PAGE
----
House of Commons Hansard #56 of the 41st Parliament, 1st Session. (The original version is on Parliament's site.) The word of the day was c-10.


Motions in AmendmentSafe Streets and Communities ActGovernment Orders

1:50 p.m.


Hélène LeBlanc NDP LaSalle—Émard, QC

Mr. Speaker, I would like to ask my colleague from Markham—Unionville to talk about crime in the province of Ontario. Government members have spoken about the situation in their ridings. They have shared what Canadians have told them. I would like my colleague to tell us about the views of the people of Markham—Unionville and, more broadly, of Ontario.

Motions in AmendmentSafe Streets and Communities ActGovernment Orders

1:50 p.m.


John McCallum Liberal Markham—Unionville, ON

I thank my colleague for asking this good question. I am very lucky because Markham, part of the York region in Ontario, has one of the lowest crime rates in Canada. The police officers in this very multicultural community are extremely effective. The chief of police is well connected with all the cultural communities. The system works very well. In my riding, we certainly do not need this bill.

Motions in AmendmentSafe Streets and Communities ActGovernment Orders

1:50 p.m.


The Acting Speaker Conservative Bruce Stanton

Before we resume debate, I need to tell the hon. member for Fort McMurray—Athabasca that I will need to interrupt him at about seven minutes into his speech for statements by members.

The hon. member for Fort McMurray—Athabasca.

Motions in AmendmentSafe Streets and Communities ActGovernment Orders

1:50 p.m.


Brian Jean Conservative Fort McMurray—Athabasca, AB

Mr. Speaker, thank you for the advance warning of my cutoff.

I have had an opportunity to practise criminal law in Canada for some period of time under the Criminal Code. In fact, I practised law for over 10 years in northern Alberta in a very busy criminal practice. Therefore, I speak to this matter first-hand. I want to let the previous member know that I saw the rotating door of the criminal justice system in Canada, especially in relation to youth offences, and I take exception to his statements relating to more crime. We heard some witnesses say that, but it is utterly ridiculous that if we send people to jail for more time there will be more crime. I do not think any normal Canadian would accept the premise of that member's comments.

However, I am very pleased today to talk about the important changes to the Youth Criminal Justice Act that are included in the safe streets and communities act. I think the title of this particular bill, the safe streets and communities act, is actually the purpose of the bill and exactly what the bill will accomplish once it becomes law. I am very proud to be part of that.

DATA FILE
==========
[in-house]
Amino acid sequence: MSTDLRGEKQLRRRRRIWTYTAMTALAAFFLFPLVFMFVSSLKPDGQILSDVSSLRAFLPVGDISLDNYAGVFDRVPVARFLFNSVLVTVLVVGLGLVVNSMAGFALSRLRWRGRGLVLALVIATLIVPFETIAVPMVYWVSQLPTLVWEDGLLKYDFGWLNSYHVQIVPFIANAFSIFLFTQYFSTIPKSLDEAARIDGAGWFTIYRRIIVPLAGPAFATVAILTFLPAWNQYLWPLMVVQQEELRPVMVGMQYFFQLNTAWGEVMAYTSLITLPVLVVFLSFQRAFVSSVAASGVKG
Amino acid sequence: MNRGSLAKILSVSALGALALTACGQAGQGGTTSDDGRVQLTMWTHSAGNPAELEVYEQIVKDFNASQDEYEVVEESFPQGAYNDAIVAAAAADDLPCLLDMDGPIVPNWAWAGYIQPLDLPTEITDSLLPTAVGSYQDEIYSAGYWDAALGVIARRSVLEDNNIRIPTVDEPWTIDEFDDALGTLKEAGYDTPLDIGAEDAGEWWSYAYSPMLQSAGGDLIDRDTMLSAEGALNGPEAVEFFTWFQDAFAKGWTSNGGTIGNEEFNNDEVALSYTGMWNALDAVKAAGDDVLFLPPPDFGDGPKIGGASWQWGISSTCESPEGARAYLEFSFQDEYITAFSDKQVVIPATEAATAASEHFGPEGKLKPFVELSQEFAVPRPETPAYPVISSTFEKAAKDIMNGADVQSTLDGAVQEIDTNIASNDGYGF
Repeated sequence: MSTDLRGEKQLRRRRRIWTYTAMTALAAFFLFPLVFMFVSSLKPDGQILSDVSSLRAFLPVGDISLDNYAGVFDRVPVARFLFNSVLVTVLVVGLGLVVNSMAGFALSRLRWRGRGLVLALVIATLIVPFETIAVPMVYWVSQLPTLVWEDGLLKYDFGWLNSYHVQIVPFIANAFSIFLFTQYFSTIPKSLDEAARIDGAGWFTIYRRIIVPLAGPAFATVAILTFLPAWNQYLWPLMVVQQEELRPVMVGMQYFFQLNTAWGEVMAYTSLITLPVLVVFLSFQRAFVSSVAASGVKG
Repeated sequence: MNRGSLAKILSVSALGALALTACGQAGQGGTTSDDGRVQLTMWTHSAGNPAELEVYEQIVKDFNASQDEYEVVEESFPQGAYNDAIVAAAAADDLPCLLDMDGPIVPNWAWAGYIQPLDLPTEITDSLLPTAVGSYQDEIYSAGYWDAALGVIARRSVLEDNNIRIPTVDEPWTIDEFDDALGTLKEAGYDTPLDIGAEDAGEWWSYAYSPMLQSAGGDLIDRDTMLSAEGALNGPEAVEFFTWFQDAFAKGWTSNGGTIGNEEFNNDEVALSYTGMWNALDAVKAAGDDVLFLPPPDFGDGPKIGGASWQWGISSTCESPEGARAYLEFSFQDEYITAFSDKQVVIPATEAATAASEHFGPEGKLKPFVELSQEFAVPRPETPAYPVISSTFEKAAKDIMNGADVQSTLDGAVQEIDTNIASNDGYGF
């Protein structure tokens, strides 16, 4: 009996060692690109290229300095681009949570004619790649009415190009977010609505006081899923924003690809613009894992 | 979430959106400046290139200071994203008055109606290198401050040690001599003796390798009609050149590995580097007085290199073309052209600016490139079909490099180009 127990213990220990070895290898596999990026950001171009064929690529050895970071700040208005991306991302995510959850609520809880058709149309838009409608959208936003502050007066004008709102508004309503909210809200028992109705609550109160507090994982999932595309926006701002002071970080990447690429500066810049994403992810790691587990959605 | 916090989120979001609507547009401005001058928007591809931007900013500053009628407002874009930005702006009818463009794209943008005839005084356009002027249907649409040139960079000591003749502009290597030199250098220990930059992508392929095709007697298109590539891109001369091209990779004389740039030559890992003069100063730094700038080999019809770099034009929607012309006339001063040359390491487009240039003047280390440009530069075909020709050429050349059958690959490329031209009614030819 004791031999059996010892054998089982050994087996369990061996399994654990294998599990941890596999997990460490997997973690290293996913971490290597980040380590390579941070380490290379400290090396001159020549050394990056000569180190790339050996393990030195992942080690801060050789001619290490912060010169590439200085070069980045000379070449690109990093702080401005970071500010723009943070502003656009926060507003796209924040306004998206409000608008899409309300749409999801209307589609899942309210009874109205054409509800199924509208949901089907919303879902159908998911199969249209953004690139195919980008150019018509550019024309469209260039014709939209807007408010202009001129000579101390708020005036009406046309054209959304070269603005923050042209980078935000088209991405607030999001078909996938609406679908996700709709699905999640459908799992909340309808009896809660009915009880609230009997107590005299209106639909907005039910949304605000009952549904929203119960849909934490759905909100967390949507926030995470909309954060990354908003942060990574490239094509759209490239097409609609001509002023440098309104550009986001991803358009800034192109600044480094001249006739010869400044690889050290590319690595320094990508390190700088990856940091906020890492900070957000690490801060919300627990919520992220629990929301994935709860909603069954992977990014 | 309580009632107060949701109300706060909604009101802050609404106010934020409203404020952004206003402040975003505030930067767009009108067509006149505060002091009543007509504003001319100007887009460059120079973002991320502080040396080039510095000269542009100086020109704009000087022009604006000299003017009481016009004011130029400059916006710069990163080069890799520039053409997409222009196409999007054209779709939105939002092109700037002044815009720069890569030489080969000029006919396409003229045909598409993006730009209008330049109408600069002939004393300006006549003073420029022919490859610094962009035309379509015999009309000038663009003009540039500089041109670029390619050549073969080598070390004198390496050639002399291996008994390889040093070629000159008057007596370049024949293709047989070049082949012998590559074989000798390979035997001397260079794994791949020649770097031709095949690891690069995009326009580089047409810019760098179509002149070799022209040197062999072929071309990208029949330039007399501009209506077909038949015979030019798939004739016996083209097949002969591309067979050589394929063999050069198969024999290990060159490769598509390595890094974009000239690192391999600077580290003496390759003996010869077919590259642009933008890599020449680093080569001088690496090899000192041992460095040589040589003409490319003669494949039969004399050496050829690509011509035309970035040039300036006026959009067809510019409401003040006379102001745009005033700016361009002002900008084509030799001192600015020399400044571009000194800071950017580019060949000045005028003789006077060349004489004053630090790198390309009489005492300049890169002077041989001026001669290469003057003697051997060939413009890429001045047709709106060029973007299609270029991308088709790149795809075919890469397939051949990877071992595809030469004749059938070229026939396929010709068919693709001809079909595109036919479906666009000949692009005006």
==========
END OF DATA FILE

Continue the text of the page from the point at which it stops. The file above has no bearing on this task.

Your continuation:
The proposed amendments to the Youth Criminal Justice Act are found in part 4 of Bill C-10, with a few exceptions. The proposals that are in the bill very much mirror the changes that were proposed in the former Bill C-4, Sebastian's law, which, of course, members are familiar with. This was introduced in the House of Commons on March 16, 2010. It was before the Standing Committee on Justice and Human Rights when Parliament was dissolved just prior to the May 2011 election.

The proposed changes to the Youth Criminal Justice Act reflect the concerns that I have heard clearly in committee and that I have heard for years from Canadians who have expressed concern about violent young offenders. When we think of our youth, we do not usually think of violence, but there is a certain minority of the population under the age of 18, youth, as our courts see them, who have no concern for society as a whole and who do commit very violent offences without thinking about the ramifications.

It also deals with youth who may be committing non-violent offences that, frankly, are spiralling out of control. I saw this time and time again. When we would look at a docket in Fort McMurray on a Wednesday, we would see the same names, not just for one week or two weeks but it would be a constant situation of young people who would be before the court on a continuous basis over the same issues. I do not think that is acceptable and I do not think Canadians find that acceptable because we continue to hear from them on that.

The package of Youth Criminal Justice Act amendments also respond to some other issues, particularly those issues that other Canadians and provincial Attorneys General raised with the Minister of Justice in his cross-country consultations.

I want to take a moment to compliment the minister for going door to door throughout the country, city to city, and talking to Canadians first-hand to find out exactly what they were interested in so that we, as a government, could do exactly what we are supposed to do, which is to reflect the priorities of Canadians. This bill would do exactly that.